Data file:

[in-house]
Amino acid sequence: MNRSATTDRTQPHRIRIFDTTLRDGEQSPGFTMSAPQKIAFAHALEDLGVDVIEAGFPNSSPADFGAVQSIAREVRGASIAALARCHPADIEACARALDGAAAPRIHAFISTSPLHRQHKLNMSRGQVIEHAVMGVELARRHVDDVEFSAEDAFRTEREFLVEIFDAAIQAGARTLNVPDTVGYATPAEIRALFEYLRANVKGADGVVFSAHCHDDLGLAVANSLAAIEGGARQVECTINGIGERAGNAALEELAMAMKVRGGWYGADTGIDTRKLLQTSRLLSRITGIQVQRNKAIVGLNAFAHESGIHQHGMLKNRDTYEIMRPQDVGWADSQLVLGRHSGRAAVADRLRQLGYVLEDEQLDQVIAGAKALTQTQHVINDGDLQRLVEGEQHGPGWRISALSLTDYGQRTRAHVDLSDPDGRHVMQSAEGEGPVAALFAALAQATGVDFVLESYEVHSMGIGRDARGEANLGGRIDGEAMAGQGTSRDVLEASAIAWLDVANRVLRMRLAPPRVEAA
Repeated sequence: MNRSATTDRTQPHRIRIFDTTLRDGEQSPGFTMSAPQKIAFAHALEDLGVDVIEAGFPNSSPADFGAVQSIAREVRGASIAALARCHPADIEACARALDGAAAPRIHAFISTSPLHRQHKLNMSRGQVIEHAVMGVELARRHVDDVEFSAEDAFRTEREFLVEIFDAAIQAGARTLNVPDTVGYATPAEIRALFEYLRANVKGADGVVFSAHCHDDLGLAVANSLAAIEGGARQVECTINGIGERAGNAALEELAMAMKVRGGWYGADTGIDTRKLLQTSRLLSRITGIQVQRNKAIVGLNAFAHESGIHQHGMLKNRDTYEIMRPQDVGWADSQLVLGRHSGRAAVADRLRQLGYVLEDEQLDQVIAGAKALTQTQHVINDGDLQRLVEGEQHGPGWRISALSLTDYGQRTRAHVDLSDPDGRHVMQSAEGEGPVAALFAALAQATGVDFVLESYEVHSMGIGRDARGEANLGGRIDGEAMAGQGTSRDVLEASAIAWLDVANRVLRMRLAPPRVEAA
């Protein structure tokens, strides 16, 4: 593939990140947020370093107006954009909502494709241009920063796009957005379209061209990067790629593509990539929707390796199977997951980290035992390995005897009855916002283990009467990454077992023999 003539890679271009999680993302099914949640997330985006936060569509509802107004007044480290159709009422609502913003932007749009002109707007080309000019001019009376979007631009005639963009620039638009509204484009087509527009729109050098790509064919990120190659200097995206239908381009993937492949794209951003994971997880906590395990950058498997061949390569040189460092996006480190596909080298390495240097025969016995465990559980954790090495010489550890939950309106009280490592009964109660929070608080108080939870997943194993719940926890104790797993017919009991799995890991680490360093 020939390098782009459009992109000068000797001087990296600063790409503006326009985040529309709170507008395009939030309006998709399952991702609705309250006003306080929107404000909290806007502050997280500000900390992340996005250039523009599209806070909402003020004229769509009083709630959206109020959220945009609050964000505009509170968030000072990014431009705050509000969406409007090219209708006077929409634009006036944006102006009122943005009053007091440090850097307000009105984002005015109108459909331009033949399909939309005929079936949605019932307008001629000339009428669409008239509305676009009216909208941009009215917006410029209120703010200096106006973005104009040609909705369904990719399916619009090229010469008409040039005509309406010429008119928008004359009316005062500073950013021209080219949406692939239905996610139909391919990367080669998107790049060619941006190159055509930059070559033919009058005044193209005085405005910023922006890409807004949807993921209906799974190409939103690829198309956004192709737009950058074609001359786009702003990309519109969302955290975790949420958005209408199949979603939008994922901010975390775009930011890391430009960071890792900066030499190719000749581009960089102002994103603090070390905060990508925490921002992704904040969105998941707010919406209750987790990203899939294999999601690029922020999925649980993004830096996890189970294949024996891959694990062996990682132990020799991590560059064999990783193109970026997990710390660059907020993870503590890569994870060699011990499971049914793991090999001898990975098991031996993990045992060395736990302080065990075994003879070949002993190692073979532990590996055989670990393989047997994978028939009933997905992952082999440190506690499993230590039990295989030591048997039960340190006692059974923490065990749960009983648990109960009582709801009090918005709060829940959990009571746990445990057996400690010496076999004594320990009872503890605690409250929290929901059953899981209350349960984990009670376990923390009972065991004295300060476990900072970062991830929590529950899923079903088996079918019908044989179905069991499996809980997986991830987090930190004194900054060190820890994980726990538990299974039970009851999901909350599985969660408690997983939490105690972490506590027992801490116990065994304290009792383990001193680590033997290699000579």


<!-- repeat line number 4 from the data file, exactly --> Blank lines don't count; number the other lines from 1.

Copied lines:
């Protein structure tokens, strides 16, 4: 593939990140947020370093107006954009909502494709241009920063796009957005379209061209990067790629593509990539929707390796199977997951980290035992390995005897009855916002283990009467990454077992023999 003539890679271009999680993302099914949640997330985006936060569509509802107004007044480290159709009422609502913003932007749009002109707007080309000019001019009376979007631009005639963009620039638009509204484009087509527009729109050098790509064919990120190659200097995206239908381009993937492949794209951003994971997880906590395990950058498997061949390569040189460092996006480190596909080298390495240097025969016995465990559980954790090495010489550890939950309106009280490592009964109660929070608080108080939870997943194993719940926890104790797993017919009991799995890991680490360093 020939390098782009459009992109000068000797001087990296600063790409503006326009985040529309709170507008395009939030309006998709399952991702609705309250006003306080929107404000909290806007502050997280500000900390992340996005250039523009599209806070909402003020004229769509009083709630959206109020959220945009609050964000505009509170968030000072990014431009705050509000969406409007090219209708006077929409634009006036944006102006009122943005009053007091440090850097307000009105984002005015109108459909331009033949399909939309005929079936949605019932307008001629000339009428669409008239509305676009009216909208941009009215917006410029209120703010200096106006973005104009040609909705369904990719399916619009090229010469008409040039005509309406010429008119928008004359009316005062500073950013021209080219949406692939239905996610139909391919990367080669998107790049060619941006190159055509930059070559033919009058005044193209005085405005910023922006890409807004949807993921209906799974190409939103690829198309956004192709737009950058074609001359786009702003990309519109969302955290975790949420958005209408199949979603939008994922901010975390775009930011890391430009960071890792900066030499190719000749581009960089102002994103603090070390905060990508925490921002992704904040969105998941707010919406209750987790990203899939294999999601690029922020999925649980993004830096996890189970294949024996891959694990062996990682132990020799991590560059064999990783193109970026997990710390660059907020993870503590890569994870060699011990499971049914793991090999001898990975098991031996993990045992060395736990302080065990075994003879070949002993190692073979532990590996055989670990393989047997994978028939009933997905992952082999440190506690499993230590039990295989030591048997039960340190006692059974923490065990749960009983648990109960009582709801009090918005709060829940959990009571746990445990057996400690010496076999004594320990009872503890605690409250929290929901059953899981209350349960984990009670376990923390009972065991004295300060476990900072970062991830929590529950899923079903088996079918019908044989179905069991499996809980997986991830987090930190004194900054060190820890994980726990538990299974039970009851999901909350599985969660408690997983939490105690972490506590027992801490116990065994304290009792383990001193680590033997290699000579």